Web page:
In Scandanavia there is a myth about seals which shed their skins to become women. The sealskins lie on a rock even as these naked women dance atop a rock in ecstasy. A man appears. Tears of loneliness had drawn chasms on his cheeks. Beguiled, he picks up a sealskin and negotiates with one of the women to spend seven summers with him. She agrees but, in this time, she weathers. He hunts, she cleans up after. Only a wisp remains of her untamed spirit towards the end.
On the eve of winter, in the seventh year, he tells her how happy they are, how their son is only a boy. But the seals call out to her invitingly. Come to where your soul is free, they say. She stays back in muffled torment. How could she leave the man who loved her unconditionally? He scolds her, makes her feel guilty. Now nearly blind and bent with age, she faces an even bigger hurdle. How could she possibly leave her son behind?
Her son begins a journey to recover her sealskin and returns it to her. Finally, she listens to the call of her heart. Her natural hide belongs in the ocean, her home. Instinctively, she picks up the boy and runs towards the ocean, breathing the earth’s breath into her son’s mouth. This bears him safely to the seabed where the other seals whisper the earth’s secrets into his ears. Then his mother tells him gently, “You are ready for the world. Go live. If you need me, call out to me and I will surely come.” Orook, her son, begins his life-story on earth. Wise beyond his years, ever so often he’s seen by the snow people – speaking to a seal by the seashore.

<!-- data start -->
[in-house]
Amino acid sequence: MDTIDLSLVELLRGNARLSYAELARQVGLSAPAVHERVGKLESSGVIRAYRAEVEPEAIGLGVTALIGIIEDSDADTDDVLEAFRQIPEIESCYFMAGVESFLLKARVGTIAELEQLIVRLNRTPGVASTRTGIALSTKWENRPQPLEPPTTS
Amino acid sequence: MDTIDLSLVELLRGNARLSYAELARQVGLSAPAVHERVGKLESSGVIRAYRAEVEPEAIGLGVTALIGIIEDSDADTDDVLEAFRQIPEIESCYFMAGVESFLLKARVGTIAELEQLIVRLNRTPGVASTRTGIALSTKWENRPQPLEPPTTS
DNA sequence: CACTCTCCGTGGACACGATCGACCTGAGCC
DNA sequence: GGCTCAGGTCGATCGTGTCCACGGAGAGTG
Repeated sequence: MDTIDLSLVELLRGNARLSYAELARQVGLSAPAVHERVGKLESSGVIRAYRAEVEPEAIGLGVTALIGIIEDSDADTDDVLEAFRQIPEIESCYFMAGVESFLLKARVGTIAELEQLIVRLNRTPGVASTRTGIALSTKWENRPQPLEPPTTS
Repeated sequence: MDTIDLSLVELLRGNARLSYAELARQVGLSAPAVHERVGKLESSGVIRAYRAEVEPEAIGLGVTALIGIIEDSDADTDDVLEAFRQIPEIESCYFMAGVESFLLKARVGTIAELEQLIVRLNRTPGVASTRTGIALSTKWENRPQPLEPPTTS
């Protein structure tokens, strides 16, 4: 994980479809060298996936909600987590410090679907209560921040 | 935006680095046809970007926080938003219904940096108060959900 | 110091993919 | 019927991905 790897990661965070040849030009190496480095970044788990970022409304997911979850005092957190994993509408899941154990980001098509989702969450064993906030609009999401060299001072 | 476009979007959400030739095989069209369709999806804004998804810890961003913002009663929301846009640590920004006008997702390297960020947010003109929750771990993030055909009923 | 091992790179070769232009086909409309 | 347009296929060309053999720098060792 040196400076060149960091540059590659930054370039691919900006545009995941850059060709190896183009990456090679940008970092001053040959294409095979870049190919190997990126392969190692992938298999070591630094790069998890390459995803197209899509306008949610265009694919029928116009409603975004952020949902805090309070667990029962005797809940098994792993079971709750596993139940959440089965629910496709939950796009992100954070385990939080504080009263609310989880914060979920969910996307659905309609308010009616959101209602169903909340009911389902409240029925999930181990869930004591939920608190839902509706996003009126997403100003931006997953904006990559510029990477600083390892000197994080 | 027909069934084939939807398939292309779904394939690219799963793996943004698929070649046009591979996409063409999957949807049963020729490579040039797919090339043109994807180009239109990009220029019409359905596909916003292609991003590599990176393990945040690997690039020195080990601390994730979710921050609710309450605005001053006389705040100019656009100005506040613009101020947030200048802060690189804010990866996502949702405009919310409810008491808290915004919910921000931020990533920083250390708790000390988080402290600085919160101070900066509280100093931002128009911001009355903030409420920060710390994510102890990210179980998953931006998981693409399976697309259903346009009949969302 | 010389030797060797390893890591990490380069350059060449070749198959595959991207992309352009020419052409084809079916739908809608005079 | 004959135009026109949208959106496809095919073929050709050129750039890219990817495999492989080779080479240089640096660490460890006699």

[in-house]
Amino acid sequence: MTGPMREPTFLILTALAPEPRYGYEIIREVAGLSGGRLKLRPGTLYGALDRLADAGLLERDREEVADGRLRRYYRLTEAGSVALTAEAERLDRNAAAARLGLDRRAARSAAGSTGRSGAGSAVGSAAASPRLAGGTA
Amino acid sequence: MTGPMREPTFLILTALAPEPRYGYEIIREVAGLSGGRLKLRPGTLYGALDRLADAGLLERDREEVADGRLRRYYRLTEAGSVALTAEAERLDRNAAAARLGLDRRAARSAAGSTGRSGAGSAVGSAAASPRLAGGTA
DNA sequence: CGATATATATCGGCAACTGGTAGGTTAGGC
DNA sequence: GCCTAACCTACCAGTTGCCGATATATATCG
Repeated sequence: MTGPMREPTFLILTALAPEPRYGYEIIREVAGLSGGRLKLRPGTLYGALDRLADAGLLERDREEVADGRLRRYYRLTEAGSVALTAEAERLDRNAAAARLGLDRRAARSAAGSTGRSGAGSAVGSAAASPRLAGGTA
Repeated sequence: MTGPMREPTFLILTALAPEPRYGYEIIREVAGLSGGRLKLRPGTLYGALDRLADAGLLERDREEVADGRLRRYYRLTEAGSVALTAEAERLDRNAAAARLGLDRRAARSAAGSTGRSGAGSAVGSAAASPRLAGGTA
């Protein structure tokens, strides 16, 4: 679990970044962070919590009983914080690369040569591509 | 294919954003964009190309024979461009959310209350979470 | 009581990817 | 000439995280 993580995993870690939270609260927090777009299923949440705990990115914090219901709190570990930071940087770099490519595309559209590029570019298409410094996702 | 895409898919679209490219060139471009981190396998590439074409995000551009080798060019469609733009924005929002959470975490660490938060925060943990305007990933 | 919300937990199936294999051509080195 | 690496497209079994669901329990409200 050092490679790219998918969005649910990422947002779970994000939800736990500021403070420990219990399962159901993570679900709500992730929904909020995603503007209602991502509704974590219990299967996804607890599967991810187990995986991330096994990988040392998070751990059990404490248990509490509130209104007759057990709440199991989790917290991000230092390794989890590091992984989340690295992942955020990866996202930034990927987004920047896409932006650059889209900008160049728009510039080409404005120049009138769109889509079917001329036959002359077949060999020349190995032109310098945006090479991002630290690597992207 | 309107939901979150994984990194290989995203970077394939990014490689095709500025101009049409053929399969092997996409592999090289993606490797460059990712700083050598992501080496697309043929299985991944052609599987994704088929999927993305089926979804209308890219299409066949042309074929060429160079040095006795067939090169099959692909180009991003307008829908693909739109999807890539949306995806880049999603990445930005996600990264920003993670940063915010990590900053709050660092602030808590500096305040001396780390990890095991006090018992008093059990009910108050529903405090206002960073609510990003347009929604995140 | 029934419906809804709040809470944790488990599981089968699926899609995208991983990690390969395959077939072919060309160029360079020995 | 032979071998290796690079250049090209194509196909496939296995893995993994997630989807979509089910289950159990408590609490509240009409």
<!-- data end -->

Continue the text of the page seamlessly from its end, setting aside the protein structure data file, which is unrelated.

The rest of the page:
Four men enacted this myth at the workshop on the Sacred Feminine held at Untitled Arts on Friday, December 13th. They paused for a bit at the place where the women danced on the rock. It is a nativity scene. There seemed to be some tentativeness about the act- some awkward movements, some unexplored dialogue. This expression of tentativeness opened a space for collective reflection later. On the theme of desire there was a clear denouncement of sexual assault. Such men were declared villains. An exception was made about pleasure. Whose pleasure? Yours, I thought, enraged. ‘Ours,’ said a participant. The blitzkrieg of thoughts and emotions in my head, in my body, took to a bunker. There was something in that reflection that merited a more reflective stance.
When longing and loneliness meet soul and companionship for the man, there emerges a well-suited relationship. Everything seems well, until the woman’s truly wild nature calls out from within. The naked body stirs – robbed of its hide, of soul. It writhes under the pressure placed by the conditions – seven summers, a chained love, a child. A gnawing unease amplifies the woman’s muffled voice, making it sound as if it emerges from others located in the depths of the ocean. It is really her own voice, but it is projected out into the world as howling seals, a lost sealskin and the world for her becomes a mirror for the struggle within. For the man, the threat of losing his soul and companionship feels unpardonable, he resorts to aggression and blackmail.